In the present study the SSU biogenesis cascade is investigated using a combination of deletion of ksgA and overexpression of RbfA. Under standard growth conditions, deletion of ksgA or overexpression of RbfA is well tolerated (Dammel and Noller, 1995; Connolly et al., 2008); yet, when RbfA is overexpressed in the ksgA deletion background (ΔksgA) the result is a dramatic loss of viability, even at standard growth temperatures. Further examination of this strain revealed a large population of particles sedimenting near 70S even when RbfA is expressed and growth is undetectable. These 70S-like particles were shown to be immature, in terms of rRNA processing and association of ribosomal protein S21, and to have different conformations from mature SSUs in complex with LSUs. S21 has been implicated in translation initiation by exposing the anti-Shine–Dalgarno (SD) region of 16S rRNA and thus functioning in mRNA recruitment and appropriate start site selection during translation initiation (van Duin et al., 1972; Backendorf et al., 1981). Consistent with these findings, decreased fidelity of translation initiation and overall translational capacity are observed in this strain. Our work suggests that in E. coli there are several critical SSU biogenesis checkpoints prior to formation of initiation-competent SSUs; KsgA methylation and release, as well as S21 association and rRNA maturation, are all linked and important events late in SSU maturation as well as in translation initiation. Thus events associated with KsgA and RbfA function appear to play critical roles segregating immature SSUs from mature, initiation-competent SSU particles.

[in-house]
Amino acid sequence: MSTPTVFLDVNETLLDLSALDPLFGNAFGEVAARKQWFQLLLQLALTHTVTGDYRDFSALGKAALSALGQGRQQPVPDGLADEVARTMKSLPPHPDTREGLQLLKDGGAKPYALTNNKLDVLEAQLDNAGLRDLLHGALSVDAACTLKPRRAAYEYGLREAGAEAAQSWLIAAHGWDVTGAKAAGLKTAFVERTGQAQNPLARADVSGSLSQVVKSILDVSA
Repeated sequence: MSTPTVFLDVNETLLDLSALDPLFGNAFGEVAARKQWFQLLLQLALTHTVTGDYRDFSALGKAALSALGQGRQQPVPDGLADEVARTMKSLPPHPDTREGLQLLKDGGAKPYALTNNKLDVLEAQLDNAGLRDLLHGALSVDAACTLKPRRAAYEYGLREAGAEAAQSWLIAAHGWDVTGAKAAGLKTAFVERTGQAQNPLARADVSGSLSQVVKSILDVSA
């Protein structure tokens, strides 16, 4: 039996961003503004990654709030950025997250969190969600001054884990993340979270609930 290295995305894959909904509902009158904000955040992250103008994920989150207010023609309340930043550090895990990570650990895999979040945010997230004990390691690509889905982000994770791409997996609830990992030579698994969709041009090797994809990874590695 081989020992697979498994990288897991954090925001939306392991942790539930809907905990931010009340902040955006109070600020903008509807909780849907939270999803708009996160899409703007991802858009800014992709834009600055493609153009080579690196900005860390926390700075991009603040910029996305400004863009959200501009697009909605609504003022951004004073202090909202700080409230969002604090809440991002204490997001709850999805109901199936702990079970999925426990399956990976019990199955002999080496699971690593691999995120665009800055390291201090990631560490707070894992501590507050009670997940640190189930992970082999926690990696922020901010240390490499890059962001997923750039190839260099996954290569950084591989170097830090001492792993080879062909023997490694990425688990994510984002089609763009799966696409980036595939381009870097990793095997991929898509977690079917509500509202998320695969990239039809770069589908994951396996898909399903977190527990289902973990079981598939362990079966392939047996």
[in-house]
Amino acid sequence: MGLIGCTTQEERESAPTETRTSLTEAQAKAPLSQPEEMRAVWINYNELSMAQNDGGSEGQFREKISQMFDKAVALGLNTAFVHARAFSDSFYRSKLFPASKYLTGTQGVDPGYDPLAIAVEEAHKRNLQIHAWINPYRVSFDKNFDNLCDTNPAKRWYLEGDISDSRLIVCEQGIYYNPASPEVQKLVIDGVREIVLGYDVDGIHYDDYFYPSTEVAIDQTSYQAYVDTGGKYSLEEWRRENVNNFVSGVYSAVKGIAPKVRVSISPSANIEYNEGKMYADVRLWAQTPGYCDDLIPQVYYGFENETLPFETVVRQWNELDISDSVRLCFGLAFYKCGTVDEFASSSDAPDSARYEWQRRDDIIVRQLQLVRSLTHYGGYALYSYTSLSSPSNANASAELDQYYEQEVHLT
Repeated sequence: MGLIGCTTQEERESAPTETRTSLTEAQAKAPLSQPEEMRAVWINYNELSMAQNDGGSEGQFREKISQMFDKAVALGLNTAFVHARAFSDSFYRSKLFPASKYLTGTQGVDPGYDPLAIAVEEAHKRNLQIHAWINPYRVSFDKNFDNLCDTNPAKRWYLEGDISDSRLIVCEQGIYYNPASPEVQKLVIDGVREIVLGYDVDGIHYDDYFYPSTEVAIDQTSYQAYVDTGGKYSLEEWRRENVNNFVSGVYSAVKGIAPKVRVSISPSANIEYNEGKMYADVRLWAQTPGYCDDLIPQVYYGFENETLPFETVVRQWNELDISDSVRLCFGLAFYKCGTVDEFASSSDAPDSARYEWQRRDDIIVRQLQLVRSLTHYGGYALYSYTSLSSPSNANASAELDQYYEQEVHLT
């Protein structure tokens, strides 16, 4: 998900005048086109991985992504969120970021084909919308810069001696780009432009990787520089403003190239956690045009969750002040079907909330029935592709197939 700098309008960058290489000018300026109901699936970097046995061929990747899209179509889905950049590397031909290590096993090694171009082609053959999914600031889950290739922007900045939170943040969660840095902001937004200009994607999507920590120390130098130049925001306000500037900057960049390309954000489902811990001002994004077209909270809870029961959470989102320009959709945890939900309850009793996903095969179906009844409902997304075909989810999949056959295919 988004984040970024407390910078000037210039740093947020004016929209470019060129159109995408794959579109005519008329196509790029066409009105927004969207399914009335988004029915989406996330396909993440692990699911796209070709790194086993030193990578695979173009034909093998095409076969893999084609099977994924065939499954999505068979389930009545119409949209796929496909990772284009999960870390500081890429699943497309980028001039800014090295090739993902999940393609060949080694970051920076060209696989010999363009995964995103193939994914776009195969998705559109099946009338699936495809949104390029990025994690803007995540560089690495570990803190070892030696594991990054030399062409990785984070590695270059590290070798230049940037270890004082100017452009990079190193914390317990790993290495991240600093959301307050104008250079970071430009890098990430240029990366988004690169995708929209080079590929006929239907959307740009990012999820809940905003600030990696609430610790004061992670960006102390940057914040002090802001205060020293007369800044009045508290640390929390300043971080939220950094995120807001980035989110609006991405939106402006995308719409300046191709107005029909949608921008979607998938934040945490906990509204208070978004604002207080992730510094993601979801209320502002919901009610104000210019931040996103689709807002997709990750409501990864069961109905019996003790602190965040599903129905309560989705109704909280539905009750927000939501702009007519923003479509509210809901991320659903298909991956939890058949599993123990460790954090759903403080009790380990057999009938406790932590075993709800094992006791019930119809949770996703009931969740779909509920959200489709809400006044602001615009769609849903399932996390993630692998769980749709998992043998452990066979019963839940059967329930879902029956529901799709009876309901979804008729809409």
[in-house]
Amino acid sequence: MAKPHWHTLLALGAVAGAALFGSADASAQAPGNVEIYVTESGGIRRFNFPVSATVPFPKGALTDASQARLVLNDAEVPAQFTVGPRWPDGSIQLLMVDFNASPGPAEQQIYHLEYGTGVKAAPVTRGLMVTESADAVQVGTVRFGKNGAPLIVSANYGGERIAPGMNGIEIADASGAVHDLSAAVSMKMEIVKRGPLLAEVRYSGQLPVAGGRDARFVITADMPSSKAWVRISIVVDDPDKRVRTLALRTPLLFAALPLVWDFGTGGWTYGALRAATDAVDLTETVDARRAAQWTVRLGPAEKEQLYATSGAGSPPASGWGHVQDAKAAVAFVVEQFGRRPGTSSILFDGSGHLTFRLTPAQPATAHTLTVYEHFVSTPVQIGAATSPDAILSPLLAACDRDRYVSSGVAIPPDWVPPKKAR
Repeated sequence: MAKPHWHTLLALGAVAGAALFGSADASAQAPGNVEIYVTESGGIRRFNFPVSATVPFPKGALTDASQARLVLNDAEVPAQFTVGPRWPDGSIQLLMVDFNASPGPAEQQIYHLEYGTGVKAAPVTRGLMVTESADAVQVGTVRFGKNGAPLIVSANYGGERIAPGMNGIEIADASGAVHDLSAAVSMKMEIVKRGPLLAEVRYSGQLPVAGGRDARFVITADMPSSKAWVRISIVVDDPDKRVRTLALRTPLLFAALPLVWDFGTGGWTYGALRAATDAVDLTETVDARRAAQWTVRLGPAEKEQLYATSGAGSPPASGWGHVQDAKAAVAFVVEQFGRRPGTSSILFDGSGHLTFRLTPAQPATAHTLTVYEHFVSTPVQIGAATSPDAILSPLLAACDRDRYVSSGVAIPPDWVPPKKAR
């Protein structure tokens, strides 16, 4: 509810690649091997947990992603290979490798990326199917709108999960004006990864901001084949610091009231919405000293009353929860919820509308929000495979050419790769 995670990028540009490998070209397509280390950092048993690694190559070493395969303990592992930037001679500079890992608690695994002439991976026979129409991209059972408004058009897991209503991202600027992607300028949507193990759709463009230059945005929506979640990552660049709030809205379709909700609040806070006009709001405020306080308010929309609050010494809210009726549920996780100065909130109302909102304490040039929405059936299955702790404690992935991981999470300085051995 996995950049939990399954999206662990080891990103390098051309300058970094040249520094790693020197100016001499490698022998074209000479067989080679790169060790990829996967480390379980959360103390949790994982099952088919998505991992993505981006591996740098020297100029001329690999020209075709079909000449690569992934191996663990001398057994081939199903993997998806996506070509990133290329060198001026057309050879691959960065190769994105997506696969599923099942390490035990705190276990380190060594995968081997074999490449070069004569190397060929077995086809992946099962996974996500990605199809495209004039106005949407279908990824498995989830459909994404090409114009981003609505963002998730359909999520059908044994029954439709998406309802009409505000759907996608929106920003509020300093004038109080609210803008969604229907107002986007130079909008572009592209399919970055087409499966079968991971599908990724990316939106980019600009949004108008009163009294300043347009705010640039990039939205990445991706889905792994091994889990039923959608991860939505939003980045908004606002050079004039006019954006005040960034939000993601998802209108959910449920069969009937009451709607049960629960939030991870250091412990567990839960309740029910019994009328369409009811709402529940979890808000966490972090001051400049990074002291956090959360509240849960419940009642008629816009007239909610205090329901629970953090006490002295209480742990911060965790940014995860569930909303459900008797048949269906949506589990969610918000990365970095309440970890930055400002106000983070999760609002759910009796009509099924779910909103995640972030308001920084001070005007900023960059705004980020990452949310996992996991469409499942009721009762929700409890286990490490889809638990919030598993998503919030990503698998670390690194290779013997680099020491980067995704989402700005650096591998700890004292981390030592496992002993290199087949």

Growth defects are associated with overexpression of RbfA in ΔksgA